Indians’ obsession with schooling combined with woeful public education and rising incomes has private equity firms on the hunt for scarce opportunities in the country’s booming but fragmented for-profit education sector.
Deals tend to be small in the highly regulated industry. The Indian education sector saw 11 private equity investments worth a combined $130 million in the first four months of 2011, putting it on track to surpass last year’s $261 million raised from 25 deals, according to a report by Kaizen Private Equity.
Recent deals include a 1 billion rupee ($22 million)investment in staffing and vocational training firm Teamlease by Indian funds Gaja Capital and ICICI Ventures, the $2 billion private equity arm of No. 2 lender ICICI Bank.
New Silk Route, which runs a $1.3 billion fund focused on the Asian consumer sector, has made one investment in Indian education and is hoping to close its next investment in the vocational or test prep segment in the coming six months, said partner Jacob Kurian.
“We are actively interested because the opportunity is huge but the way the sector is structured now, it is more suited to venture or smaller private equity deals than bigger funds like ours,” said Kurian, whose fund has a minimum deal size of $40 million. “So given the size and scale of companies, bigger deals are limited,” he said.
The attraction is a roughly $85 billion education sector, more than half of which is funded privately in a country where state schooling is often so bad that most families who can afford it send their children to private school.
While just 7 per cent of India’s primary and secondary schools are private, they attract 40 percent of pupils, according to CLSA. Parents are happy to spend their savings to create opportunities for the children who will support them in their old age.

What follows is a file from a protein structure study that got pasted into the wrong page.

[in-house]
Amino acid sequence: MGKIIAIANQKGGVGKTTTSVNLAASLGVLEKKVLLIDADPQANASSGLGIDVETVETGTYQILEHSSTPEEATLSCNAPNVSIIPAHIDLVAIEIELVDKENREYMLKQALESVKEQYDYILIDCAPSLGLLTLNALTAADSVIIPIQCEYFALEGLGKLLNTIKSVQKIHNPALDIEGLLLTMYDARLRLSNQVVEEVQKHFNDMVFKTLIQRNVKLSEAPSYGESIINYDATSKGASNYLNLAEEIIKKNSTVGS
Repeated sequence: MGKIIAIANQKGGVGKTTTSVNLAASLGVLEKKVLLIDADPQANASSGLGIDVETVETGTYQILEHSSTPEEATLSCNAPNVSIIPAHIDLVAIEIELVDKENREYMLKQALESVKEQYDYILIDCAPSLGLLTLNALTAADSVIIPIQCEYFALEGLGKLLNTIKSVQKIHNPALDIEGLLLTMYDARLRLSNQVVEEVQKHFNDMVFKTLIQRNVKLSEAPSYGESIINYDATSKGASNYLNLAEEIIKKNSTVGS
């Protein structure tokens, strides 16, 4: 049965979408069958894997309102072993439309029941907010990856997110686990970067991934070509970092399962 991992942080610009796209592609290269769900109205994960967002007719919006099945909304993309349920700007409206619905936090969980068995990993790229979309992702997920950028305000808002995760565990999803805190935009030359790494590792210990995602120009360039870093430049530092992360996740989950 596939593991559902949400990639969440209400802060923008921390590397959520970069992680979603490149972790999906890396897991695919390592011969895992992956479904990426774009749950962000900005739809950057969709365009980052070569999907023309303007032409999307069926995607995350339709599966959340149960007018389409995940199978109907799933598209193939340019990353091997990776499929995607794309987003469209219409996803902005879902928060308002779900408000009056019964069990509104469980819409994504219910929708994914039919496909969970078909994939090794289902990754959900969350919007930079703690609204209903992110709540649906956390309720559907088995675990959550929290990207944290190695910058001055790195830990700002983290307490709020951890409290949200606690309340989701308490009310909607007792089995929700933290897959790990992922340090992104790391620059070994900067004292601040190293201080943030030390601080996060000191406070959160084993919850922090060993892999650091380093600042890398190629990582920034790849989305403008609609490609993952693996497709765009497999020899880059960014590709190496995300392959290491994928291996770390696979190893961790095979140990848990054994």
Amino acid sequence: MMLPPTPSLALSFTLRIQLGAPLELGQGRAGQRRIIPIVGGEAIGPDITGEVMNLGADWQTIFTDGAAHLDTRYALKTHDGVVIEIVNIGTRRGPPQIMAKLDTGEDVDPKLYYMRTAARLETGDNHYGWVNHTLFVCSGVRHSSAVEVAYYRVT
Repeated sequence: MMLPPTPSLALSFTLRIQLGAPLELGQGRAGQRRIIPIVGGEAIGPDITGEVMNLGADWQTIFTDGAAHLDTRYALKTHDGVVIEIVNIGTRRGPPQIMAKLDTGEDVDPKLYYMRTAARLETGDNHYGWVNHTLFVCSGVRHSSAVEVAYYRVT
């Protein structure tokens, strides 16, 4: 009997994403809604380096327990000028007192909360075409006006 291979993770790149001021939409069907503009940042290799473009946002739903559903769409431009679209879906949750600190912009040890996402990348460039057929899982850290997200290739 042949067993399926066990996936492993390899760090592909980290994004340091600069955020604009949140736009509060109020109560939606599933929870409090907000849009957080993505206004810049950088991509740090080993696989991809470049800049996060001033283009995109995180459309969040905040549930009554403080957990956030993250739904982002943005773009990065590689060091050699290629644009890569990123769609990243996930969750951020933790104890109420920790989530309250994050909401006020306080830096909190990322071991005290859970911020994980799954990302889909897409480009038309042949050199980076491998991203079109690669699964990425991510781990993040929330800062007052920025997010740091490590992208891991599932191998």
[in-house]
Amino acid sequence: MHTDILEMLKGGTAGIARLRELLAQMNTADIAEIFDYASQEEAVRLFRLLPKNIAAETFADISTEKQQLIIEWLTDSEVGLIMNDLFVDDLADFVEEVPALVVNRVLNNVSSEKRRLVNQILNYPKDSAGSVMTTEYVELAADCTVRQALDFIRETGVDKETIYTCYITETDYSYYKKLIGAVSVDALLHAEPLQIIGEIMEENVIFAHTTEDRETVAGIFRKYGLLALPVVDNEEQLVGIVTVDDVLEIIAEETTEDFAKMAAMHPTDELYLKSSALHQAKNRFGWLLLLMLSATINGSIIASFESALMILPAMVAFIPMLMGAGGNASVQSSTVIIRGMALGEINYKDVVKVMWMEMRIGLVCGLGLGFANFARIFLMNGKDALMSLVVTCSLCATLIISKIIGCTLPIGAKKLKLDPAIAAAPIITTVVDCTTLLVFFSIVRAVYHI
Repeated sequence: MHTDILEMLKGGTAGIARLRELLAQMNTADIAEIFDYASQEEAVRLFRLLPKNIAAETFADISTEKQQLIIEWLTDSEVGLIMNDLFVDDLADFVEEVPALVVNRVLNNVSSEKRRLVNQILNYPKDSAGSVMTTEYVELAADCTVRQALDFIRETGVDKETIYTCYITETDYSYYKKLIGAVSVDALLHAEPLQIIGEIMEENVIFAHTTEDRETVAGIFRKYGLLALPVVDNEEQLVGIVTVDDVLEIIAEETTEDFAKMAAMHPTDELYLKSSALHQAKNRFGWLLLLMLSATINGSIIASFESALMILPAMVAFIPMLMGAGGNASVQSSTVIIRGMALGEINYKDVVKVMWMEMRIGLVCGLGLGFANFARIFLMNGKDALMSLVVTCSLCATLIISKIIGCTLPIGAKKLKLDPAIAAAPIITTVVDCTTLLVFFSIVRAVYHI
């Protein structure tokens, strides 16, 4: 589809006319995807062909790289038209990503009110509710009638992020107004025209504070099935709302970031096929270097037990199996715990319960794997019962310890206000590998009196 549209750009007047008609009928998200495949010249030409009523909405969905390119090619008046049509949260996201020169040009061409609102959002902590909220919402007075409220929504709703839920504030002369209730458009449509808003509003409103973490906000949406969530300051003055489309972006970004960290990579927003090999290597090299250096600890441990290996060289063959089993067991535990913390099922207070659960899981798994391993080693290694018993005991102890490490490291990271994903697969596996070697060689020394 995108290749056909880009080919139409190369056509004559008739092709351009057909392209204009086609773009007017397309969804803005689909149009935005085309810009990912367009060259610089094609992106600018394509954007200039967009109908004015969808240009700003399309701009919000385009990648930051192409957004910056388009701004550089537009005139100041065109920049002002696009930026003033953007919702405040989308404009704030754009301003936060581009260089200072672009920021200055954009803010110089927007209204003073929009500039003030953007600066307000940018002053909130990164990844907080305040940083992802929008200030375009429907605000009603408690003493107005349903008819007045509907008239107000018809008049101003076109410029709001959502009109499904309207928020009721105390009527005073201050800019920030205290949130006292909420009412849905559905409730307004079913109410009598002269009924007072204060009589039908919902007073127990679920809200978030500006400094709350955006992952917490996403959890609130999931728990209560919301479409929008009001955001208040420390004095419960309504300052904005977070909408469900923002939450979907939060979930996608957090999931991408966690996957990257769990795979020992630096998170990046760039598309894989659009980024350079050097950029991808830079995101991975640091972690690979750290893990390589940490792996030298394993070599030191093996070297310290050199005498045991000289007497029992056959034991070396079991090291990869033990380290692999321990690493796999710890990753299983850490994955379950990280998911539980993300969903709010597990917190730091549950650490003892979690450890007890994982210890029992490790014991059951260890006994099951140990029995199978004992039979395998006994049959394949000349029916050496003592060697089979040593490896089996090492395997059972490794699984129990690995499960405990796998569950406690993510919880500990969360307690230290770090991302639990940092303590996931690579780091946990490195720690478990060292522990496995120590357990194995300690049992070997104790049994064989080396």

“India’s educational infrastructure and services are insufficient. They lack the quality needed to train and build a workforce which is required to keep pace with its growth,” said Sandeep Aneja, managing director of Mumbai-based Kaizen.
“The private sector will fill in this gap and drive the change and this is what makes it very attractive,” said Aneja, whose firm runs a $100 million education fund and plans to close its second investment in the next two months.Few companies with scalable businesses has kept a lid on private equity in education and means valuations can be high — a common complaint in an $8 billion Indian private equity sector where cash-heavy funds chase scarce opportunities.
“Increasingly the education sector is acquiring the status of being a hot sector and because of that a lot of education entrepreneurs are beginning to have unrealistic valuation expectations,” New Silk Route’s Kurian said.
Recent deals include a $44 million investment in Manipal Universal Learning by Catamaran Ventures, headed by Infosys co-founder N.R. Narayana Murthy.
Manipal Universal, a vocational and distance learning company, plans an initial public offering this year, one of several potential private equity exits in the pipeline.
The sector’s biggest exit saw British publisher Pearson pay $127 million for 59 per cent of Indian online tutoring firm TutorVista from three investors including U.S. venture capital firms Sequoia Capital and Lightspeed Ventures.
Other firms considering IPOs include Tree House Education, which manages pre-schools and is 36 percent-owned by U.S.-based Matrix Partners, and Gaja-backed test prep firm Career Launcher.
Most education spending in India is on the regulated core segment of schools and colleges, which are mainly non-profit, so investors focus on the “parallel” education segment including software, pre-schools, computer schools, vocational training, and coaching centers.
“As most of the schools and colleges are run under trusts which have to be non-profit, regulation remains the foremost hurdle for funds looking at this space,” said Arvind Mathur, chairman, of consultancy firm Private Equity Pro Partners.
China and South Korea, where parents also spend heavily on education, have also attracted private equity investment.
Education beyond the standard curriculum is highly sought after in India where even graduates of prestigious schools sometimes need months of training to meet employers’ needs.
The government, which sees improving education as crucial to maintaining growth and addressing the skills gap, is encouraging public-private partnerships.
Its National Skill Development Corp recently formed a $34 million tie-up with Everonn Education, whose investors included U.S. private equity giant Blackstone, to train 15 million students.
“We are betting high on the strength of the consumption story in India and education will be a focus sector but investments will depend on scalability of the model and regulatory issues,” said Vishakha Mulye, chief executive and managing director at ICICI Ventures.